So is good sleep the key to a non-diabetic life?

It is important to realize that sleep (or the lack of it) is just one of the factors which influence Diabetes Type 2, but it is an important factor alright. We can safely conclude that someone with regular and quality sleep drastically reduces the probability of Diabetes.

Scientists and experts are yet to find the key to quality sleep. The answer lies deep and entangled somewhere among human genes, biological clock, Memory lapses causes,good sleeping habits, lifestyle and eating habits. With so many factors affecting human sleep, it is understandable that any conclusive finding is going to take some time.

Till then, we will have to make do with good diet, exercise, regular sleeping habits, nutritional health supplements and an overall healthy lifestyle

About the author: Alia Haley is a blogger and writer. These days she is busy with renovation of her home. Beside this she loves writing on topics like child development and parenting.

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  1. This explains so much… *doses off as he types*

  2. I don’t have insomnia, but I do have a circadian rhythm disorder and it affects so much more than sleep patterns, including my diabetes.

    Because my CRD is so rare, I had to make informational pamphlets (with the help of my sleep specialist) to give my other health care providers to help them understand why it is important for them to understand my CRD when treating me for other conditions.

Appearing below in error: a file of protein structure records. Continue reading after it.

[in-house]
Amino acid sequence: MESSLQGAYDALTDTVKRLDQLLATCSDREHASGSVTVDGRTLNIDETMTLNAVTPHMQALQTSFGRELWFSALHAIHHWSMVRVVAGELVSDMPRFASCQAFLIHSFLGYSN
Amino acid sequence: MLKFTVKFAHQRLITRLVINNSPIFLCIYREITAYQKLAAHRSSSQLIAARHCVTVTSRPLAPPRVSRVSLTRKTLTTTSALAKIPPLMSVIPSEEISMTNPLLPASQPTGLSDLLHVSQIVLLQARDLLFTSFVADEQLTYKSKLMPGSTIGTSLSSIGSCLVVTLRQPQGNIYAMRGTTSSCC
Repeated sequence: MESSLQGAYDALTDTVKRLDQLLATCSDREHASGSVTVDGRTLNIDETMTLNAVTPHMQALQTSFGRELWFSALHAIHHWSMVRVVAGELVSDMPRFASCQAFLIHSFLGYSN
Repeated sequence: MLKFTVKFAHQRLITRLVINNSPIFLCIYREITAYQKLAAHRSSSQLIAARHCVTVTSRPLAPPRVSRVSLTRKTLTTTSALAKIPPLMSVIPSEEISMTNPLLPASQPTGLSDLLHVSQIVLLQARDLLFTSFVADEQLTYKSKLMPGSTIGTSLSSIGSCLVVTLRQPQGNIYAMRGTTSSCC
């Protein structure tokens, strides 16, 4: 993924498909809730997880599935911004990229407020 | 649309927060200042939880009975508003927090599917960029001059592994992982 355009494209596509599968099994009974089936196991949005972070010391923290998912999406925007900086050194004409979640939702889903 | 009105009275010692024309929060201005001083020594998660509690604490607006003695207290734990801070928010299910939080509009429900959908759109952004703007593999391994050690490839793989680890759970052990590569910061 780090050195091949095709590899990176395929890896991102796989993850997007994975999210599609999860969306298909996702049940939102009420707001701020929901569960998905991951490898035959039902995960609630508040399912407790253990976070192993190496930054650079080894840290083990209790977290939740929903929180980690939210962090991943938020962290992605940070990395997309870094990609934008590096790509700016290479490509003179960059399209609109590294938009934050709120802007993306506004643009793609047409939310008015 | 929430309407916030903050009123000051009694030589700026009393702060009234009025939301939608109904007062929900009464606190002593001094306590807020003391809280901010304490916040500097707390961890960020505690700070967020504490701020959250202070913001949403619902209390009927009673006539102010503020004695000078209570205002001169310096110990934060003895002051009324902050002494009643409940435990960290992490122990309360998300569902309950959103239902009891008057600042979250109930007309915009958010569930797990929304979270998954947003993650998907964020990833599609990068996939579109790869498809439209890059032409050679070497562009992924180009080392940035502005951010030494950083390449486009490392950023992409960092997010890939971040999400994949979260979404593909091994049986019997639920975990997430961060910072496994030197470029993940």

These are two of the scientific data concerning diabetes from my pamphlet that show why my CRD caused me to develop diabetes and why the lack of sleep I often get (I have to go without sleep if I want to go grocery shopping, go to class, etc. because my sleep happens at the wrong times) makes my diabetes worse:

    Lack of sleep causes healthy young people to test like older, diabetic people:

    Van Cauter, et. al. researched the effects of sleep deprivation by subjecting healthy young people (college freshmen) to a restricted regimen of four hours’ sleep per night for six nights. Among other effects, the team found that less than a week of sleep deprivation caused increased levels of cortisol, insulin resistance, and ghrelin and decreased levels of leptin.

    Spiegel K, Leproult R, Tasali E, Penev P, and Van Cauter E. (2004). “Sleep curtailment results in decreased leptin levels, elevated ghrelin levels and increased hunger and appetite.” Annals Int Med 141(11):846-50. and Spiegel K, Leproult R, L’Hermite-Balériaux M, Copinschi G, Penev P and Van Cauter E. (2004). “Impact of sleep duration on the 24-hour leptin profile: relationships with sympatho-vagal balance, cortisol and TSH.” J Clin Endocrinol Metab 89(11):5762-71.